• In 2015 contract factories diverted 92 percent of footwear factory waste away from landfills or incinerators.
  • ‘Moonshot’ goal to double its business while halving their environmental impact by 2020.
  • Revenue increased 52 percent between fiscal 2011 and fiscal 2015 while carbon emissions decreased 18 percent per unit.

Adidas

  • Ranks fifth among the ‘Global 100 Most Sustainable Corporations in the World,’ a ranking produced by Toronto-based magazine and research firm Corporate Knights that rates global firms on 14 key measures, evaluating their management of resources, finances and employees.
  • Collaboration with Parley for the Oceans, an organization dedicated to reducing plastic waste in oceans, on making shoes made of recycled plastic from oceans.
  • By the end of 2017, aims to produce at least 1 million pairs of Ultraboost shoes with Ocean plastic.
  • Ambition (no timeframe) to eliminate virgin plastic from their supply chain.

Brooks

  • Have saved over 25o,ooo trees by using 100% recycled materials in their packaging since 2009.
  • Have saved more than 6oo,ooo pounds of shoe stuffing (that paper found inside the shoe when first bought which helps the shoe hold its shape) since removing from most styles since 2009.
  • Have saved more than 2.2 million pounds of paperboard since minimizing their shoe box in 2012.
  • All product materials come from at least 20% recycled content.
  • All of their shoes’ midsole (BioMoGo) biodegrades 50 times faster than a traditional EVA midsole. The BioMoGo technology includes a non-toxic, natural additive that exponentially increases the rate of biodegradation by encouraging anaerobic microbes to break down nutrients into reusable byproducts. While traditional EVA midsoles lasts up to 1,000 years in the landfill, BioMoGo biodegrades in 20 years. Brooks has made this innovation open-source for the industry to use.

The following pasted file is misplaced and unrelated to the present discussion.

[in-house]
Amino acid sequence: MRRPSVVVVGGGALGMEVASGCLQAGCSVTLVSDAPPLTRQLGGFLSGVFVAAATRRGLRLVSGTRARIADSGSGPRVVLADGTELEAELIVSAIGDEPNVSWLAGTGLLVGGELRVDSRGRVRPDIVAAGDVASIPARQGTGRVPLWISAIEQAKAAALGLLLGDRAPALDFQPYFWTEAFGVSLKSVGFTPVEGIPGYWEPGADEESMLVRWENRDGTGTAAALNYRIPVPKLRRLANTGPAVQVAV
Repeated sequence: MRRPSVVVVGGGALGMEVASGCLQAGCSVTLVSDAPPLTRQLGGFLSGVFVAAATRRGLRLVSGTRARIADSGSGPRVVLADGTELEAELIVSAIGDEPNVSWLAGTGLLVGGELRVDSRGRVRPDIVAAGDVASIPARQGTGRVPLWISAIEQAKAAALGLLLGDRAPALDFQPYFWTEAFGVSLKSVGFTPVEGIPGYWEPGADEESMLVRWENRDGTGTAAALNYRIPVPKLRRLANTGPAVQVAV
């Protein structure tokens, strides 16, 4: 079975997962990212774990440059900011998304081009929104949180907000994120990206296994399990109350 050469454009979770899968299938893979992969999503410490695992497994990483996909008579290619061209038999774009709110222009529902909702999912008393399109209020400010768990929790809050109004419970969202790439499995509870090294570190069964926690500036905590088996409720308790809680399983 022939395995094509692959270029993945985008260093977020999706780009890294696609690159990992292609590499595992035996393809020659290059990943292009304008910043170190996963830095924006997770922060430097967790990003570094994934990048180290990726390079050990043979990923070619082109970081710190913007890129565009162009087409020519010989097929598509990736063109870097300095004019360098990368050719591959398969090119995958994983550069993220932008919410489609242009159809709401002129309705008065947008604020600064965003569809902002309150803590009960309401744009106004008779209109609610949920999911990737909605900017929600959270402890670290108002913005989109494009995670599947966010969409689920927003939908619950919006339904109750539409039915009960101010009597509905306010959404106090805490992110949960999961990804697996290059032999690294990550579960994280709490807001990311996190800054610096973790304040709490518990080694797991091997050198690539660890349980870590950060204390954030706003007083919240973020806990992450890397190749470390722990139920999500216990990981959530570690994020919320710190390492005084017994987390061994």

• By using BioMoGo in its shoes, Brooks saves us from roughly 30 million pounds of landfill waste over 20 years.
  • Greenhouse gas emissions per shoe have decreased 14% since 2011, thanks to Brook’s commitment to reducing, reusing and recycling.

Deckers (Hoka)

  • Their data center, where all their servers are located, runs on 100% renewable energy.
  • Employees who carpool, walk, bike, or use public transportation are reimbursed $1 per commute.
  • Recycled over 85,000 pairs of used shoes in 2016 by donating to charities worldwide.

Davide Giardini is an Italian-born US-resident waterman turned professional triathlete. He has a BA in Environmental Sciences from Roger Williams University, and worked in Business Sustainability on Oahu, Hawaii. When he’s not training in Boulder, Colo., he can be found surfing, kitesurfing and SUPing in Hawaiian waters.

Connect with Davide on Twitter, Facebook and Instagram.